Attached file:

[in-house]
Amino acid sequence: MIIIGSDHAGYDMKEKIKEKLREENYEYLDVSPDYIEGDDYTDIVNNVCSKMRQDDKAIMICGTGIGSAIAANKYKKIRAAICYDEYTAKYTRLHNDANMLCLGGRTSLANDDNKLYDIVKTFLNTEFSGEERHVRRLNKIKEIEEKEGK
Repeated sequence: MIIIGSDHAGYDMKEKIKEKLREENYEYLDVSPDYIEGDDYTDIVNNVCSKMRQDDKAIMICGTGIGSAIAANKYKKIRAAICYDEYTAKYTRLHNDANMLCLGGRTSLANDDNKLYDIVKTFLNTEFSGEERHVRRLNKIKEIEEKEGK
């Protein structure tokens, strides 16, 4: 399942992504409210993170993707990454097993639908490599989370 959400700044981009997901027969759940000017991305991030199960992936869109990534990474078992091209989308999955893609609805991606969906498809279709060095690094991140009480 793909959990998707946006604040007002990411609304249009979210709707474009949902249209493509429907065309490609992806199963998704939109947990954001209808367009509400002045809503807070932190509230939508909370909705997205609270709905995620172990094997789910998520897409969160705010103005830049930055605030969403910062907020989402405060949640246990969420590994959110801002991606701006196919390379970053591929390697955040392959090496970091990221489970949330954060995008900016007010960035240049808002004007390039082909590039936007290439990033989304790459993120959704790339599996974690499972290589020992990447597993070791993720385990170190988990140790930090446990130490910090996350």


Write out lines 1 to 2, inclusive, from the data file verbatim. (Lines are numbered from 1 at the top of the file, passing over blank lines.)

[in-house]
Amino acid sequence: MIIIGSDHAGYDMKEKIKEKLREENYEYLDVSPDYIEGDDYTDIVNNVCSKMRQDDKAIMICGTGIGSAIAANKYKKIRAAICYDEYTAKYTRLHNDANMLCLGGRTSLANDDNKLYDIVKTFLNTEFSGEERHVRRLNKIKEIEEKEGK